The Brussels Griffon made headlines recently by winning Best in Show at the National Dog Show. Until recently, this adorable pooch was relatively unknown to the greater U.S. public. In fact, the Brussels Griffon was named as only the 97th most popular dog breed in 2017. With an intelligent mind and cheerful disposition, the Brussels Griffon is a wonderful companion dog.
Upon first inspection, one feature of this unique breed is quite clear, they look just like Ewoks from the famous Star Wars films! This odd likeness is no mere coincidence. George Lucas, the famous director of the original Star Wars films and prequels famously had Brussels Griffons as pets which inspired visual effect director Joe Johnston as he was designing the small creatures. Make-up artist, Stuart Freeborn was later inspired by Johnston’s drawings and the rest was history.
When you bring home your new Brussels Griffon puppy, you’re going to feel a bit overwhelmed. One of the first challenges you’ll face with your new dog is what he should eat, and finding the right diet can be hard. Your puppy will have transitioned to solids before you bring him home, so you won’t need to worry about baby formula, but what about puppy food?
One of the first decisions you’ll need to make about your new puppy’s diet is how often you’re going to feed him. Most vets recommend feeding puppies at least three times a day. When you space out your puppy’s meals in smaller increments over the course of the day your puppy will be more satisfied after finishing his meal, and he’ll be on the right course as far as weight control goes. It can be easy for young puppies to overeat, so you’ll need to keep an eye on your pup. Plus, Brussels Griffons, like other small dogs are prone to obesity, so being extra vigilant about only feeding them as much as your vet recommends is very important.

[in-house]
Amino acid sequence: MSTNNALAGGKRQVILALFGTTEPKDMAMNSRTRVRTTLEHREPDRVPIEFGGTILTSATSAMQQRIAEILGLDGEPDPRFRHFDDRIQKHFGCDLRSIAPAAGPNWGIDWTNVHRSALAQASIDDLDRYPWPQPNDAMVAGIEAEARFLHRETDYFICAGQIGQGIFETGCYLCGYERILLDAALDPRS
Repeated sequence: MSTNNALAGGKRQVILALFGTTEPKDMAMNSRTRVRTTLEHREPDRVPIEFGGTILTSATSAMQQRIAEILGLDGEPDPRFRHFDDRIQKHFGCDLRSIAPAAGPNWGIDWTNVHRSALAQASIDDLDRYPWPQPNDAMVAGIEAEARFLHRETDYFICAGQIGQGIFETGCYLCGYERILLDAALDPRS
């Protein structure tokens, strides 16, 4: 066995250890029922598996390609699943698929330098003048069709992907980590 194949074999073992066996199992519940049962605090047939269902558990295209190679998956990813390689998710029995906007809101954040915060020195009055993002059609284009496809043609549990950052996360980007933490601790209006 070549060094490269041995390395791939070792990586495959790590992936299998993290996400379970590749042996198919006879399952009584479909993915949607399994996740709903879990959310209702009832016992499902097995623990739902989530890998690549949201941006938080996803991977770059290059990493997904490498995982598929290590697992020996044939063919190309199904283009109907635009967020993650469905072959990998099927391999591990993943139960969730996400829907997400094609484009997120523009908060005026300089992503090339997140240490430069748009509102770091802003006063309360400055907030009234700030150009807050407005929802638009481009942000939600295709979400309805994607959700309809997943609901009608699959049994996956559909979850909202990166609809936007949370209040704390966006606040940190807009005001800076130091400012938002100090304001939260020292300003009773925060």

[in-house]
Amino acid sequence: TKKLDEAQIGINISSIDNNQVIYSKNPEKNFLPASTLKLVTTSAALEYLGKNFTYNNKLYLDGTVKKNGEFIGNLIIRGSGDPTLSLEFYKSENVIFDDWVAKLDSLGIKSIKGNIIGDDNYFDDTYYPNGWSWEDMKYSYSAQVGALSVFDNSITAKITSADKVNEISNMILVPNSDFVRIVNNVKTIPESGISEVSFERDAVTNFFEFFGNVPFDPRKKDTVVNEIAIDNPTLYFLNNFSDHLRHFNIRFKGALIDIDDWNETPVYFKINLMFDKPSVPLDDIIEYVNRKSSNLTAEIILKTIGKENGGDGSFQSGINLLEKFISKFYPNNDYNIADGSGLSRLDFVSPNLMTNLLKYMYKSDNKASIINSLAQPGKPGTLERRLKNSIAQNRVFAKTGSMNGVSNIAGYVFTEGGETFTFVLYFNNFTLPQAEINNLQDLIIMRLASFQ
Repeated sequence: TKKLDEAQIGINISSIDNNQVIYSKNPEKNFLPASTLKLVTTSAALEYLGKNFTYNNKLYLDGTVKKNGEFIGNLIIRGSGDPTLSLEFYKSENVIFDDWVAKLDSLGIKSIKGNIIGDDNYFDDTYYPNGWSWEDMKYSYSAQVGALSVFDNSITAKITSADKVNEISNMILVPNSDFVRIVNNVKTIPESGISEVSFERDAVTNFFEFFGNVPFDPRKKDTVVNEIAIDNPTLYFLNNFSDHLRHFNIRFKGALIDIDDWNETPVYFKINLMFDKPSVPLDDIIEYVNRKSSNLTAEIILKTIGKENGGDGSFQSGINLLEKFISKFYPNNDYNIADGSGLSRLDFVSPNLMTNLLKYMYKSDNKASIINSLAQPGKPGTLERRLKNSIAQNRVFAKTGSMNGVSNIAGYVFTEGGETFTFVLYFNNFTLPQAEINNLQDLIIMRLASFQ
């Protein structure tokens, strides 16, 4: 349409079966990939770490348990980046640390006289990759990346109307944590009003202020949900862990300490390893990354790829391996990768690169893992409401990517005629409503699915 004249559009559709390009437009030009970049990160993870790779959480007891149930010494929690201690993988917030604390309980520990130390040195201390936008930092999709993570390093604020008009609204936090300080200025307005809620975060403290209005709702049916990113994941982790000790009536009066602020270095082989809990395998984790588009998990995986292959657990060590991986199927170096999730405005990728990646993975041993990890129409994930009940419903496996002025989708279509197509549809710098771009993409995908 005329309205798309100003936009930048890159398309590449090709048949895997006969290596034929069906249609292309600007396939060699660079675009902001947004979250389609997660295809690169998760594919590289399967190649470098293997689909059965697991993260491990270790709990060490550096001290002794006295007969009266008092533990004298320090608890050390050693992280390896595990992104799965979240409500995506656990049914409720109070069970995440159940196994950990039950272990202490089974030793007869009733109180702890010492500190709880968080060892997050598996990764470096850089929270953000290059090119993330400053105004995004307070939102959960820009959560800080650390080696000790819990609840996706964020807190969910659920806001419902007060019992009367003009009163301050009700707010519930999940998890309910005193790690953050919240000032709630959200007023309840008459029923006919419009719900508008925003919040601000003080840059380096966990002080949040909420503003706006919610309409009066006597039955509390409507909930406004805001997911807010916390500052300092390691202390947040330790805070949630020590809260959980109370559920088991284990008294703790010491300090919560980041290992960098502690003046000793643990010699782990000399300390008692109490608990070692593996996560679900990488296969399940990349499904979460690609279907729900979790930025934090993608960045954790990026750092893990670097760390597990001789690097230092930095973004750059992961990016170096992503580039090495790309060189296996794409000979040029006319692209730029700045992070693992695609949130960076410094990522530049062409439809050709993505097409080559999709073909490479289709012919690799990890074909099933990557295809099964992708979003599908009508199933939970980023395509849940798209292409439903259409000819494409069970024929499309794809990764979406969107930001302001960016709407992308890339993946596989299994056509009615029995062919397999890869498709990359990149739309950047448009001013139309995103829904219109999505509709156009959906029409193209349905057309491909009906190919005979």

Lately, the practice of “free feeding” has been gaining some popularity. “Free feeding” is the practice in which food is made available to dogs at all times, but this practice can have many downsides and is not recommended by most vets. For example, when food is left available to your puppy it will be difficult for you to determine when he will need to go potty, making potty training much harder. We recommend keeping a consistent feeding schedule such as below.
An ideal feeding schedule for a Brussels Griffon puppy goes as follows:
- Breakfast between 6-7am
- Lunch at noon
- And dinner between 5-6pm
Most Brussels Griffon owners switch their puppy from three or more meals a day to two meals a day around 12 weeks of age, but as always, each Brussels Griffon puppy is different. We recommend talking with your vet before making any changes to your puppy’s diet or feeding schedule.
Did you know that puppy food has been specially formulated to assist a puppy with all of their growing needs? Just like with humans, puppies need this specialized food when young to make sure that they have a good start in life. Puppy food typically has twice the daily nutrient requirements of adult food to assist your puppy as he develops his bones, muscles, joints, internal organs, and immune system. Most would agree that an ideal puppy food would include all the nutrients that a growing puppy needs; this usually factors out to a formula having at least 30% protein, vitamins, minerals, and a high-fat content to promote energy.